1. Where do you come from? Could you tell us about your education and, in particular, about the track in which you were at the Paris School of Economics?
I started my studies at the Humboldt University in Berlin in 2004, having a dual citizenship French – German. I came back to France after three years of mathematics (major) and economics (minor), for an Erasmus year at the Ecole Polytechnique. After that, I discovered the APE Master of PSE and applied to enter in the M2 (as the year at Polytechnique was recognized as a M1). At the same time, my application to ENSAE ParisTech was successful, and I did both the M2 and the 3rd year of ENSAE in 2008-2009.
2. Since your graduation at PSE, what kind of job have you had? According to you, what is the main value added that your education at PSE gave you?
After graduating from PSE, I did a four-month internship as part of the ENSAE engineer degree. As I had specialised in development economics in my Master dissertation, I chose to go to India, at the “Centre de Sciences Humaines” in New Delhi, and studied the autonomy of rural Indian women. I then worked seven month as a research assistant at CREST in Paris, for a randomized evaluation program for young apprentices in the region Corrèze. I joined the French Statistical institute (INSEE) as a civil servant (administrateur) in 2011, and am now in charge of economic studies and research at the statistical department of the ministry of health and social affairs (DREES) in Paris.
The master at PSE was very useful as a first step to research. Reading and commenting research articles gave us a critical mind and a methodology to measure properly economic facts or to assess causal impacts of programs. It was also the first time in the study path that so few courses were mandatory: choosing your classes and special topic was particularly motivating. Writing the master dissertation was also an added value, as my supervisor helped me particularly well.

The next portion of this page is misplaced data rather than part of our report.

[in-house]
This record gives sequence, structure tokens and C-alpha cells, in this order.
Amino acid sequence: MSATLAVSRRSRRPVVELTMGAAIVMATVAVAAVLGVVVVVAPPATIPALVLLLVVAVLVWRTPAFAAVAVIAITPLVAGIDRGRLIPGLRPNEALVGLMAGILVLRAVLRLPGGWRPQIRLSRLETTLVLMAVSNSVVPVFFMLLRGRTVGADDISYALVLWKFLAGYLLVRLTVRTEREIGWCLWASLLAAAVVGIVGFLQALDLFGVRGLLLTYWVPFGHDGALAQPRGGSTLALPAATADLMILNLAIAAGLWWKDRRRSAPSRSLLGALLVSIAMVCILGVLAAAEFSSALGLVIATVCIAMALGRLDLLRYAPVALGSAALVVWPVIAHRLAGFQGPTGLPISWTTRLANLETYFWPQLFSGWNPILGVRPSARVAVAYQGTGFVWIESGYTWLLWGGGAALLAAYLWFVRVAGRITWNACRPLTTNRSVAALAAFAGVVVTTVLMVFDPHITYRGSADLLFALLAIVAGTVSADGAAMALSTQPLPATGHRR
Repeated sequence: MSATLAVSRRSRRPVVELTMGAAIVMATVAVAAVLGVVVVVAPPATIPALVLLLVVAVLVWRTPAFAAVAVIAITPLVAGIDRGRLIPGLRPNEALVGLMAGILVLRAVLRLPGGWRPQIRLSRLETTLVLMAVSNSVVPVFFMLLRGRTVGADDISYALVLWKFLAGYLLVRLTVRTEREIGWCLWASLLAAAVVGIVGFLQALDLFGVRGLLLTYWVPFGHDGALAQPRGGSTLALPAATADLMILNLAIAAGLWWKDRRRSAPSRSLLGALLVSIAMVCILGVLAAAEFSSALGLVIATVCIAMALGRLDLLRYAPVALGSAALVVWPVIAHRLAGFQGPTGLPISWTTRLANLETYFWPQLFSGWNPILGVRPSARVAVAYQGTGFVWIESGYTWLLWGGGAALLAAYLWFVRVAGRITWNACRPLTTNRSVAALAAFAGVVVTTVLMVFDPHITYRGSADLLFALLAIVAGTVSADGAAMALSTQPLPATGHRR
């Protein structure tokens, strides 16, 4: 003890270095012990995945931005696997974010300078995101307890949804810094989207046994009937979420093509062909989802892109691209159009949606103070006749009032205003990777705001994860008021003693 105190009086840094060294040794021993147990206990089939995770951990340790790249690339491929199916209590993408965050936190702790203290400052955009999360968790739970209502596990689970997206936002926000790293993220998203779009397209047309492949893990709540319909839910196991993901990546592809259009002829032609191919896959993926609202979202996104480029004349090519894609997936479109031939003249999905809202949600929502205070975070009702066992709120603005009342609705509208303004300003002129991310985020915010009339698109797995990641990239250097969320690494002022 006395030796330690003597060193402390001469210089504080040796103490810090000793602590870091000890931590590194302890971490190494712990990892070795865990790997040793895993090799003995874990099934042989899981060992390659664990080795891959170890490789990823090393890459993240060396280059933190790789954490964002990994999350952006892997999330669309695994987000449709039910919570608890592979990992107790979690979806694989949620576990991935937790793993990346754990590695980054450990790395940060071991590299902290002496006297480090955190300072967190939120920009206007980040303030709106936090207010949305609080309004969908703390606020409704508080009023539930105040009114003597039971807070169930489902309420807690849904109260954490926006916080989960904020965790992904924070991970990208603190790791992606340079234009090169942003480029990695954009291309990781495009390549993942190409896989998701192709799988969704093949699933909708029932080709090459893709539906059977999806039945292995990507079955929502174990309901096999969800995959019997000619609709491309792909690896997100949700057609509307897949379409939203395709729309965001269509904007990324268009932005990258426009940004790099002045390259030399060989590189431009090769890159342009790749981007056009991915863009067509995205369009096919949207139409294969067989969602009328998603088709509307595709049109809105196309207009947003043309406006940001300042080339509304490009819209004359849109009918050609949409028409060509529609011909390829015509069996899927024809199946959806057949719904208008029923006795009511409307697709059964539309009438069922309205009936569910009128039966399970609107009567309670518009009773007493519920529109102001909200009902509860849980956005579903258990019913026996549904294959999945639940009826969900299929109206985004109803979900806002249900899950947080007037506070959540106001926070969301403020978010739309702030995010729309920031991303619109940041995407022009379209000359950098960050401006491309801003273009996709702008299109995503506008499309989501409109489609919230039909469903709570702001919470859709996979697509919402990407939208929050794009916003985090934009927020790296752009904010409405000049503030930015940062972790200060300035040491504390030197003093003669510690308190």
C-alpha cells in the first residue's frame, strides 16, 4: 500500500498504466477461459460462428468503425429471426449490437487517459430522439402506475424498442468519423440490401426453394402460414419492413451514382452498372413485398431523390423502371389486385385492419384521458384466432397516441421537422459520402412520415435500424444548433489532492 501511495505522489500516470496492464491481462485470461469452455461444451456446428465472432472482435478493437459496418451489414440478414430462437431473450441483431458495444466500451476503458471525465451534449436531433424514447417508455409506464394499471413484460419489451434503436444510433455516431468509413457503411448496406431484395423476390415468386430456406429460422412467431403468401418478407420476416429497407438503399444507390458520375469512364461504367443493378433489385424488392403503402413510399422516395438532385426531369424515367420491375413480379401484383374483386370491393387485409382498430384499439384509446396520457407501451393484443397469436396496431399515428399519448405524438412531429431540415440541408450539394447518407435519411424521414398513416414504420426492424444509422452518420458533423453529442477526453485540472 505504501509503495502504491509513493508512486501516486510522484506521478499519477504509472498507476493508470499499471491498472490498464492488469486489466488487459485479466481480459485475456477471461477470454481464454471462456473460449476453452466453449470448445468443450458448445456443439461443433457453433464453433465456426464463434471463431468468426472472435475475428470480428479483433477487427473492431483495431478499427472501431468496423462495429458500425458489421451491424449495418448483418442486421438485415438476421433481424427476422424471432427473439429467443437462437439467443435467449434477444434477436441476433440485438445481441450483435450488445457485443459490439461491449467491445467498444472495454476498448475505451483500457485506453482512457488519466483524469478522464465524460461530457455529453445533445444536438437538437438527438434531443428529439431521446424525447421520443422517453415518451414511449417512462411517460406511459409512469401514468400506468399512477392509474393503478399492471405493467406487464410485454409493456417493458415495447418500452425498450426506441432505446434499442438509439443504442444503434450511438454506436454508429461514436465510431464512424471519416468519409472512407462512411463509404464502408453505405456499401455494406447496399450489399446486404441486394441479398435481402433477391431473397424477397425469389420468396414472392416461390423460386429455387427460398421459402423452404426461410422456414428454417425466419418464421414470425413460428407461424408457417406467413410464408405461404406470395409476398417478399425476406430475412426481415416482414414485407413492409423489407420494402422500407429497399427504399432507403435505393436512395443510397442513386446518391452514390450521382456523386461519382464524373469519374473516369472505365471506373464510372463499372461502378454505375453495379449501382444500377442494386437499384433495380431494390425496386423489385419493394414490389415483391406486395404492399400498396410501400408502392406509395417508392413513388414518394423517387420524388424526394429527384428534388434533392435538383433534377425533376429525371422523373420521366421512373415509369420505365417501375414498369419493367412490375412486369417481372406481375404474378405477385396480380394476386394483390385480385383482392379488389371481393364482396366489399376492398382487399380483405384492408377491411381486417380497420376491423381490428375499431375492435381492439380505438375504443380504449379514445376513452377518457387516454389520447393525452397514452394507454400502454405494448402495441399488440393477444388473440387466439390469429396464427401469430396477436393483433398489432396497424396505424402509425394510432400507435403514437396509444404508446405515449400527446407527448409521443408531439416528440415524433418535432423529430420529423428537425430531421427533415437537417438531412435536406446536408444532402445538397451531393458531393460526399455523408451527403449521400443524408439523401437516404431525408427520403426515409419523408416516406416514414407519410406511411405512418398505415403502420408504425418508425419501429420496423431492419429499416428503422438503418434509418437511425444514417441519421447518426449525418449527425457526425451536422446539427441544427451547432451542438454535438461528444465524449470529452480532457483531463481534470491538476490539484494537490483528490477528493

3. In your current position, what are the day-to-day challenges that your are facing?
In my current position I use micro-level data in the field of social affairs and health to give quantitative answers to social questions. One challenge is that publications have to be intelligible for people at large, but precise enough to be used by professionals. We got a special training on editorial techniques, which are very different from those in research with which I was more familiar. Another challenge is the variety of topics studied: after my publication on opinions on the French social welfare, I now focus on social housing and am planning another study on access to health. However, the variety of themes and the mandatory mobility of positions every three years among the INSEE positions are some of the main reasons I wanted to work at INSEE. You never stop learning!